on Martin Johnson
Lincoln Republican, 29 December 1921 The Topeka Capital of Dec. 26 contains an article from the pen of Mr. Martin Johnson, “Jungle Hunting with the Camera.” The Capital says in the introduction: Of the men who had gone to the far ends of the earth in search of adventure there is no more picturesque character than Martin Johnson, the Independence, Kan., boy who dreamed of adventure, and found it in the South Seas, etc. etc.”
Well, all right, Independence, Kan., we don’t blame you for claiming him, but Little old Lincoln, Kan., would like to arise to remark that Martin Johnson was a Lincoln boy long before he was an Independence boy.
In 1888 Miss Emma J. Lewis (now Mrs. Waldo Hancock of Beverly) was teaching the first grade in Lincoln, Kan., schools, and among the rest of the 90 pupils who were in and out of that first grade that year was Martin Johnson, a tot of six years. (Yes, Miss School Ma’am, there were exactly 90 different pupils in the grade that year, though never more than 60 at any one time. Yes, we are sure that you would be driven to suicide with half that number, but Mrs. Hancock seems to have survived the ordeal, as did many, many teachers in that day. We would point with pride to Martin Johnson and his writings as proof that those same pupils did good work, and laid the foundation for a good education, even in those crowded grades.)
Mrs. Hancock taught the first grade during the year 1888-89 then the second grade the year of 1889-90, therefore Martin Johnson was one of her pupils in both first and second grades. There were 17 pupils she had in both grades and Carrie Hawkins, now Mrs. Edgar Baker, who entered second grade when she entered school in the fall of 1889.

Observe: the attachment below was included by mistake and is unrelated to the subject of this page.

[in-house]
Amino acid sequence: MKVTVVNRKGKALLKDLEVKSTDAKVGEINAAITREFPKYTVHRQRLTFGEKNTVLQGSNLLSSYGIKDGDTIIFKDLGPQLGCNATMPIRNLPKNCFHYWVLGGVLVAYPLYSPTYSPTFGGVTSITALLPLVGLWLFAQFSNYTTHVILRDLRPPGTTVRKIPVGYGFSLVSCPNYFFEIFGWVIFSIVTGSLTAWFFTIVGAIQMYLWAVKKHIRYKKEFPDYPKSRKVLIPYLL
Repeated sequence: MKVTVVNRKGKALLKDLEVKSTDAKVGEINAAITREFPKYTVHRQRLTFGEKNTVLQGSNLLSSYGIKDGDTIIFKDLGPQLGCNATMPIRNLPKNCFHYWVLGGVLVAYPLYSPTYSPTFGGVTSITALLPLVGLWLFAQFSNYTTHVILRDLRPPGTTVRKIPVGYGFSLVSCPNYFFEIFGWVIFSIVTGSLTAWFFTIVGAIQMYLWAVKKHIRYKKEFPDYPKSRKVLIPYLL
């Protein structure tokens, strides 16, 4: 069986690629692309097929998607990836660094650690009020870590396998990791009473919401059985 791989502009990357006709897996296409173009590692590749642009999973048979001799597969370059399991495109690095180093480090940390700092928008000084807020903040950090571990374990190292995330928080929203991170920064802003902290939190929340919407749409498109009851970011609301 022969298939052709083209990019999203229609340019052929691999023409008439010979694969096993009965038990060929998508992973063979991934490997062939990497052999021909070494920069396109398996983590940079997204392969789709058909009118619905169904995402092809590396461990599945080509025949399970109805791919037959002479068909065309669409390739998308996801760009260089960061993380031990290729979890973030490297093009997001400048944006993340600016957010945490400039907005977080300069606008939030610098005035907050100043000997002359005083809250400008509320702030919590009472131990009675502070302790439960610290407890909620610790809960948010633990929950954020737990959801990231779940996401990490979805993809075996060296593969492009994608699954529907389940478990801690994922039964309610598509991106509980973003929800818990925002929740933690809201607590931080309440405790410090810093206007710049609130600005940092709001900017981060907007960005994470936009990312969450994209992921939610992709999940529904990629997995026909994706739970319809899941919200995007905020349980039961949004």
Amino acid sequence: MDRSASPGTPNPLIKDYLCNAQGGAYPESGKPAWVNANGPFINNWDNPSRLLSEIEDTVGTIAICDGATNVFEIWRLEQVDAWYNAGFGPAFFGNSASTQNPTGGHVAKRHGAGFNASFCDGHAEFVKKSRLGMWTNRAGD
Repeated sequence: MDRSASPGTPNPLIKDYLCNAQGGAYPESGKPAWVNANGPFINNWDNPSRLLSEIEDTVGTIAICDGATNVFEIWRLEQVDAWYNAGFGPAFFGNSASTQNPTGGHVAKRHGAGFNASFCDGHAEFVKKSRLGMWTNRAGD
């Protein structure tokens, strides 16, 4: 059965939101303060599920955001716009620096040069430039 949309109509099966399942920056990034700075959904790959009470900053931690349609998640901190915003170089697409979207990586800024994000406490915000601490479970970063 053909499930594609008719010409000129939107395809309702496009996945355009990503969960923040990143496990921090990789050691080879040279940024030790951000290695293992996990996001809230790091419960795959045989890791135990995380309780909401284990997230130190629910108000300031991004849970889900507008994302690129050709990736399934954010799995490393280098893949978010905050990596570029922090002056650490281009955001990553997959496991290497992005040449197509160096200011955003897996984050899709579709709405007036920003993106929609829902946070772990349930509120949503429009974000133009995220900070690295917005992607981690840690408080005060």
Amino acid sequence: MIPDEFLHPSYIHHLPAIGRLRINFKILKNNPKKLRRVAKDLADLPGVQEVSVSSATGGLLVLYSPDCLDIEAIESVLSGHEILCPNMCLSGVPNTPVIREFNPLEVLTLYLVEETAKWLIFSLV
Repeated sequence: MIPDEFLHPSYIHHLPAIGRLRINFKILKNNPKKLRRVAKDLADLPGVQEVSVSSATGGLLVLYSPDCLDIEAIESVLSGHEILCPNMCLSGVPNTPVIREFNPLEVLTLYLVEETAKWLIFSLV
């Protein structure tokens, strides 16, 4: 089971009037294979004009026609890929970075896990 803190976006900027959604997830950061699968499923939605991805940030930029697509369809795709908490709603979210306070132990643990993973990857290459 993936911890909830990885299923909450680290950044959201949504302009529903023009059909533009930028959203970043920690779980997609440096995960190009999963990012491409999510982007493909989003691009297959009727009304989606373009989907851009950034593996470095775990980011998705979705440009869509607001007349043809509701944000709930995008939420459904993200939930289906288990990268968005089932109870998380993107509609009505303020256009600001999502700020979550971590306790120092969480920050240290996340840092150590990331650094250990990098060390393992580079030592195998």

Ida Moss, now Mrs. Arthur Allison of Lincoln, and her twin brother Ellis Moss, Bertie Jones who died that year and her sister, Bess, now Mrs. Ted Herman, George Moss of Barnard neighborhood, Bert and Eddie Jones, Inez Beach, Mary O. Smith, now Mrs. L.D. Wooster, Hays, Kan., Fred Rathbun, Salina, Kan., Herbert Bergman, now in government service in [the] Hawaiian Islands, Silas Tremaine, “Buss” LaMont, Nelly Ware, whose father was principal of the schools, Robert Cogswell, older brother of Dan Cogswell, Nellie King, Maude McLain and Carrie Hawkins.
Martin Johnson was the son of J.A. Johnson who owned and operated a jewelry store in Lincoln, and A.L. Miller who worked for him and many other Lincoln people believe that Martin Johnson was born here, and even if he wasn’t he was a very small boy when the Johnsons came here. One child of the family died while here and in gratitude for the kindness shown them at that time, Mr. Johnson presented a beautiful silver cup which for many years was in the Methodist church.
So Independence, Kan., please remember that Lincoln has a prior claim to Mr. Martin Johnson. He was, as we remarked before, a LINCOLN boy before he was an Independence boy, and please don’t forget it.
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Bill and Diana Sowers, Lincoln County Coordinators
Tracee Hamilton, Lincoln County Coordinator
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